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  11. Ha! My mother called and wanted to know what my soon-to-be 5 yr. old son wanted. I told her to just send him a package of Ziploc bags and he'd be happy. She sent that and one toy. Guess what he likes the most? Sheesh. My boys make airplanes from cheese-they don't need expensive toys. Plus, as I keep telling myself, they are developing their imaginations. Cheaper is better!

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  12. I liked your tips!
    We have one child that won't eat when they are mad at us. If we keep irritating this child, it saves us $$$ on food.
    Even if a child has a huge room of their own, they will still curl up on the floor of the closet to sleep, because it's "fun". They also spend a ton of time just playing in the closet. You're right, kids don't need much space.
    I take my kids to restaurants with dollar menus, and tell them they have $2.00 each to get whatever they want. Fries are not allowed. If they whine, we have pb&j at home.
    We also frequently mention to our children that they will not be living with us forever. They get to move out when they are adults. We have also explained that they don't get to come live with us after they get married (bringing a spouse and multiple children too)

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  13. These words sound familiar, O Sage! You are talking my language!

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  14. Ok, I haven't made $250,000 in my ENTIRE life, and I have 7 kids. Isnt that crazy?

    1. Expensive birthday parties for elementary-aged children are foolish- why stop at elementary aged children? Birthday parties are best had at the local park, or even better yet - McDonalds - in the middle of the afternoon, when it isnt eating time. For $10 you get cake and drink and gift bags for up to 16 people. And if you go to the one with a play area, well thats even better. Plus the birthday child gets a free happy meal (for after everyone leaves, and you can feed him/her dinner)

    2. Make them mow lawns/sell lemonade to earn enough money to pay for their own stuff. Or at least half of it.

    3. Don't buy them Happy Meals (gasp!) - you can get them a dollar double cheeseburger and a small fry (and water, because you are mean) for less money. - heard not to long ago in our car "mom, wheres the toys?" The dollar menu doesn't come with toys sorry. Now when we pass McD's even the little ones (3 and up) say who has dollars for the dollar menu?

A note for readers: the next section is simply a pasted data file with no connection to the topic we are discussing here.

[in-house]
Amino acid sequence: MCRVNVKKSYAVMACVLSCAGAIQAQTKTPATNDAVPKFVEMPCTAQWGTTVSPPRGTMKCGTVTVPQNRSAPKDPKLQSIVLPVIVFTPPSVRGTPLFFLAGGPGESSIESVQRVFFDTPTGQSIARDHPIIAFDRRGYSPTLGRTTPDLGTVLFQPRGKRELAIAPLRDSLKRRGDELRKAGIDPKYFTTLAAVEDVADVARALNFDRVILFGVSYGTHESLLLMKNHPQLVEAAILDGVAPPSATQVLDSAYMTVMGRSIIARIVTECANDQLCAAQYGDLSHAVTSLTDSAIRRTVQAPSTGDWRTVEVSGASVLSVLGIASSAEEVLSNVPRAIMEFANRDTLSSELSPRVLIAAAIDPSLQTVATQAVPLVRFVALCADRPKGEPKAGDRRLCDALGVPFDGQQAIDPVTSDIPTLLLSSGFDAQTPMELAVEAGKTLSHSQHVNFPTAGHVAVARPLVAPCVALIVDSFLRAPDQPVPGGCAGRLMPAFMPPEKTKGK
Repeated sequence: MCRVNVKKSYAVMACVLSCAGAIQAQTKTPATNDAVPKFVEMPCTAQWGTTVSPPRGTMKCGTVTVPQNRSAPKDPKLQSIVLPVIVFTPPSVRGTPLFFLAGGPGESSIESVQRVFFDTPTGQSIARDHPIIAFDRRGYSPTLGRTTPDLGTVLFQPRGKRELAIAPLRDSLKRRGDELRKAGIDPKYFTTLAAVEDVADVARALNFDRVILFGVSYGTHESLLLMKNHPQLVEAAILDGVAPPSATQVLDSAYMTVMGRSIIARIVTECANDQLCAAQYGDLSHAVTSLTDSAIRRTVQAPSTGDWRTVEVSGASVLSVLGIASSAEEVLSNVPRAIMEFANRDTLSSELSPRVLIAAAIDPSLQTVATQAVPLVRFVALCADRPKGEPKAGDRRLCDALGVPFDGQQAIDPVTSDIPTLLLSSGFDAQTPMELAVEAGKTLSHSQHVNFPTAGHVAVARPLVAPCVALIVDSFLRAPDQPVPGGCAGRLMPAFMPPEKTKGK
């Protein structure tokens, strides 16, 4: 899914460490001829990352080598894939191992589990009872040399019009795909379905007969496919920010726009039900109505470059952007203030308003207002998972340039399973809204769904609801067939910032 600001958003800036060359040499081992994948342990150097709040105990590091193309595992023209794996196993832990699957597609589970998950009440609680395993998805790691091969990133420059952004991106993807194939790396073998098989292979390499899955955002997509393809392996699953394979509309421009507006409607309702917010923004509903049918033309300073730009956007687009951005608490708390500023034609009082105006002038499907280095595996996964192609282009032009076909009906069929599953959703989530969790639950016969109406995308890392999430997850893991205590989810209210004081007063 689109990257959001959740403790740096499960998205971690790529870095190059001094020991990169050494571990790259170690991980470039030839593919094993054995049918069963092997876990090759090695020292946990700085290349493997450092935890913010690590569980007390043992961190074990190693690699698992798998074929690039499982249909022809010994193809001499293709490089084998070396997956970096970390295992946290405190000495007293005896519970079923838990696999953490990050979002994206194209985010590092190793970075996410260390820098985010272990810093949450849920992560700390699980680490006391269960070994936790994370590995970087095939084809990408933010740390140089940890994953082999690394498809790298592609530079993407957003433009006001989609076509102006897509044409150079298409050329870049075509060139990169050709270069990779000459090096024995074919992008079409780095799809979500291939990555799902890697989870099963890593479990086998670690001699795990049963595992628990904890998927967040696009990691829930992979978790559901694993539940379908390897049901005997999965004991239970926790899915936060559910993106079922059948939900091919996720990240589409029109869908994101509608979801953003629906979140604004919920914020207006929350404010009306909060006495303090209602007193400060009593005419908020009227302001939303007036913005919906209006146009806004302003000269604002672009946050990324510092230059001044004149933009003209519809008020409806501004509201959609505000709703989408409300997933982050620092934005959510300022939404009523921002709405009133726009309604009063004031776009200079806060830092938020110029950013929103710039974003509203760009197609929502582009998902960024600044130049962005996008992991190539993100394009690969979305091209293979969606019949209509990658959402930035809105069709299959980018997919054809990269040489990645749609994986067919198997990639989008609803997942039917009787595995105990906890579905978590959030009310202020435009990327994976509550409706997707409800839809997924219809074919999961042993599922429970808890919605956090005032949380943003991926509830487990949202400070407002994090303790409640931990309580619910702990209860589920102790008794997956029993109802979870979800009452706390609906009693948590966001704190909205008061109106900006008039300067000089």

4. And nearly all toys are stupid. Agreed. And no toys with noise. I will say though, the best toys my kids have gotten was a pack of paint rollers (3 pack of the fuzzy parts from the dollar store).

    5. Keep those expectations low. Oh yeah. I am right there with you :)

    Want to save even more money? Move to a 3rd world country where the exchange rate is 19 of their dollars for every USD. And the monthly fee for electric is $8 or so.

    ~Jennifer

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  15. Excellent advice. And for the toys, all you really need is the box it came in.

    Perhaps the people doing this study were rounding WAY up?

    Oh wait. What Angie said!

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  16. I think that's the price quote for raising an obnoxious, over-privileged child with an inflated sense of entitlement.

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  17. jenn - Oh. Why didn't they say so, then?

    jennifer - "no toys with noise" - that will be on my "how to keep your sanity" list

    jill - I think this is the beginning of a beautiful friendship.

    solus puella - My kids like duct tape and craft sticks.

    ve - I'm still looking for some sort of summer program where I can send my kids to Haiti for 2 months.

    dan - Me, neither.

    mrs. smith - I'm ordering the business cards now.

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  18. As someone who has raised 4.99 children to relative maturity, I'll add my own "amen". Thank you for a much-needed guffaw or three.

    Crisis + time = humor. I'll let you know when today seems funny.

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  19. You are a riot with your tips.

    But this was my favorite from this post, "All you Anonymous-es, calm down!)"

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  20. Aha! So THAT'S why I'm not driving a Jag.

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  21. This is pretty funny, but honestly, with ballet classes, the earlier, the better. Being really good at ballet requires a certain type of musculature that is best developed early. That said, screw fancy birthday parties.

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  22. Great post. My mom asked "So you're not having a third child in the house you live in, right?" I asked her why. "You don't have a bedroom for it". Since when can't kids sleep in the same room?

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  23. Of course, it's important to share. Play dates are great for allowing them to fight over another child's toys, exhausting them for a good sleep back home - and a finer appreciation of playing with their own stuff ON THEIR OWN. He he.

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  24. I hate it when the media makes the raising of children all about finances. Sheesh.

    And where do they come up with these ridicluous figures?

    I am totally with you on the birthday parties (we always have ours at home with a small number of friends as opposed to the entire class) and we don't buy Happy Meals, either! The dollar menu offers an excellent selection of items!

    Now, I'm going to go get some college brochures to scatter around the home.

    God bless.

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  25. Too True, My husband wants to move eldest daughter into her own room...we have one, but I refuse. She has to learn to live with daughter #2 first. They spend all their time in the bedroom closet anyway! Pax, EJT

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  26. Wow. am in shock. cannot imagine spending $540 a year on a 0-2 year old on clothing. cannot imagine spending that a year on myself. They do eat a lot, but really, kids are cheap when they labor in the fields and help grow the food, right?

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  27. You crack me up! So true, so true.